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Ukraine Media Freedom report at AEJ annual Congress in Vilnius

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The Annual report on attacks against freedom of speech and harassment of journalists in Ukraine, by Ievgen Diemenok

Since the 2014 Maidan revolution, the Ukrainian authorities have adopted a number of reforms, including media ownership transparency and access to state-held information, but more is needed to loosen the oligarchs’ tight grip on the media and encourage editorial independence. The information war with Russia is still a source of concern.

In 2016, the authorities again proved powerless to protect media outlets from attacks such as journalist Pavel Sheremet’s murder, the publication of the personal data of thousands of journalists accused of “treason,” and an arson attack on Inter TV’s headquarters. In the lawless separatist-controlled areas in the east, there are still no critical journalists or foreign observers.

The World Press Freedom Index, published by the international NGO promoting freedom of information and freedom of press Reporters Without Borders (RSF), raised Ukraine’s ranking in the 2016 Index to 107th position (against its 129th position in 2015). In the 2017 list Ukraine occupied 102ndplace.

The year 2016 saw 146 cases of freedom of speech violations on the unoccupied territory of Ukraine against a much higher number in 2015 (301 cases), according to the annual research report «Freedom of Speech Barometer» presented by the Institute of Mass Information.

The categories with the most violations were obstruction of professional work (108 cases), which is almost at the same level as last year (2015 – 100). Physical abuse and attacks rank second with 30 cases, which is twice less than last year (58 in 2015).

There were also 7 cases of censorship in 2016 compare to 12 in 2015.

In July 2016 a car bomb killed a pioneering journalist Pavel Sheremet in Kyiv. The car belonged to the owner and co-founder of Ukrainian Pravda, where Pavel worked, Olena Prytula. The Prosecutor General Yuriy Lutsenko named the main version of the murder revenge for his professional activity.

This September a TV channel Inter came under attack. One of the TV channel’s offices was set on fire by attackers who left a sign «Inter is a Kremlin agent». The arson attack was condemned by the President of Ukraine Petro Poroshenko, OSCE representative on Freedom of the Media and the National Union of Journalists of Ukraine.

In February 2015 a journalist Ruslan Kotsaba was arrested in Ivano-Frankivsk for calling on Ukrainian men of military age to defy compulsory military draft. He spent over a year in prison awaiting trial and was found guilty of hindering the legitimate activities of Ukrainian Armed Forces during a special period and sentenced to 3,5 years of imprisonment with property confiscation. On February, 10 Ukrainian Helsinki Human Rights Union named Kotsaba’s arrest «persecution on political grounds». According to the Union’s Head of the Board Yevgen Zakharov, Kotsaba can be regarded as «political prisoner» with his arrest for 60 days infringing the right for freedom and being the disproportionate reaction of the state. The Ukrainian Parliament Commissioner for Human Rights Valeriya Lutkovska said in a statement that the Article 10 of the European Convention on Human Rights which guarantees the freedom of expression had been violated and such restriction of freedom is unacceptable in a democratic society. In July 2016 Kotsaba was acquitted by the Appeal Court and then released.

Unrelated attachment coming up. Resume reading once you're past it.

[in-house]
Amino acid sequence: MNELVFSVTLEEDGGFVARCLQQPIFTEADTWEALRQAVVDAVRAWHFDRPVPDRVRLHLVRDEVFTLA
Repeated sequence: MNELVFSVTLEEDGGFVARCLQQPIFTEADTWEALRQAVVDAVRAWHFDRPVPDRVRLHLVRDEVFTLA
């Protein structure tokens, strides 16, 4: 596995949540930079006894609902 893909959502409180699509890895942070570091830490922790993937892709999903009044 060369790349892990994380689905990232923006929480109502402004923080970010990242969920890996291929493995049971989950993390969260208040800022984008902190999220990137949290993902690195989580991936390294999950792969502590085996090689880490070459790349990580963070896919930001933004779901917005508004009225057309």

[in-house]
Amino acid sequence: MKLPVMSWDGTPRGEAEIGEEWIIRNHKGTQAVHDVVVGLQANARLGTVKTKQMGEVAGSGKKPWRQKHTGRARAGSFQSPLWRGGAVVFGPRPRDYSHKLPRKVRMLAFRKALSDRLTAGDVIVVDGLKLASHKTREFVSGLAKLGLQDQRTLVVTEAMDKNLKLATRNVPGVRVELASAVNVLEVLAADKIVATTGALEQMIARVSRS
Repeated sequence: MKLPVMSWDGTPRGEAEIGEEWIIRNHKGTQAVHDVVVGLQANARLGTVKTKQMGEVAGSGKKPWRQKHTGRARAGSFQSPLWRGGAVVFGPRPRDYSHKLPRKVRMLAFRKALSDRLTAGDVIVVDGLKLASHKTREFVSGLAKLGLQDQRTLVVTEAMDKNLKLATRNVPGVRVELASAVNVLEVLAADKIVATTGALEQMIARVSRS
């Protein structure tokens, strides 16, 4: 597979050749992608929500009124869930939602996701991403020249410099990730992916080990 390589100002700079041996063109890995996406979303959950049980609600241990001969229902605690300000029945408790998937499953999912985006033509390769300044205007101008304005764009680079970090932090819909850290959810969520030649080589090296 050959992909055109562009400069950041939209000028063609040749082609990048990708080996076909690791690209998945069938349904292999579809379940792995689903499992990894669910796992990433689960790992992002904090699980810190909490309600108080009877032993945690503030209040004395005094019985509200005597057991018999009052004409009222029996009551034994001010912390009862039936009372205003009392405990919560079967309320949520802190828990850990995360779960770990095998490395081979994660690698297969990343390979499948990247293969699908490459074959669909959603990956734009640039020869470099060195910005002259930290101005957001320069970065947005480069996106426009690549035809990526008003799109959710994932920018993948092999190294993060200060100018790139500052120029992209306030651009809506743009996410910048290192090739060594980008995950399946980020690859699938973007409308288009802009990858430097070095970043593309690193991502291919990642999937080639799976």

The arrests of Ukrainian journalists travelling to Russia on personal purposes continue. In the evening of September, 2, 2016, a journalist of the national news agency Ukrinform Roman Sushchenko was detained in Moscow on charges of espionage even though he has been working as a correspondent in Paris for 6 years.

The international organization Reporters without Borders describes Sushchenko as a professional and objective journalist and believes that FSB accusations have no grounds. The organization’s representative in Ukraine Oksana Romanyuk believes this to be a political case and Sushchenko a hostage of further political negotiations between Russia and Ukraine.

Roman Sushchenko, a Ukrainian journalist illegally detained in Moscow, was left behind the bars when the Moscow City Court made a decision to extend the measure of restraint on November, 10, thus rejecting the defense appeal attempting to free Sushchenko. Ukrinform informs that this information was reported by the journalist’s lawyer Mark Feigin.

The lawyer also mentioned that the defense team counts on the court hearings starting in January 2018.

The National Union of the Journalists of Ukraine demands more attention to the issue of impunity for crimes committed against journalists, for example, Parliamentary hearings on the problem, the Head of the National Union of the Journalists of Ukraine, Sergei Tomylenko, said. The National Union’s secretary Valery Makeev provided the prosecutor’s office with data on investigating crimes against journalists. For instance, in 2015 only 15 cases were terminated in court, in 2016 just 12 cases and so far in 2017 only 3 cases.

Since the beginning of 2017 the Institute of Mass Information (IMI) recorded 74 cases of obstruction of journalists’ news gathering activities, 34 cases of blocking access to information, 31 cases of threats, 24 cases of physical abuse and 5 cases of censorship.

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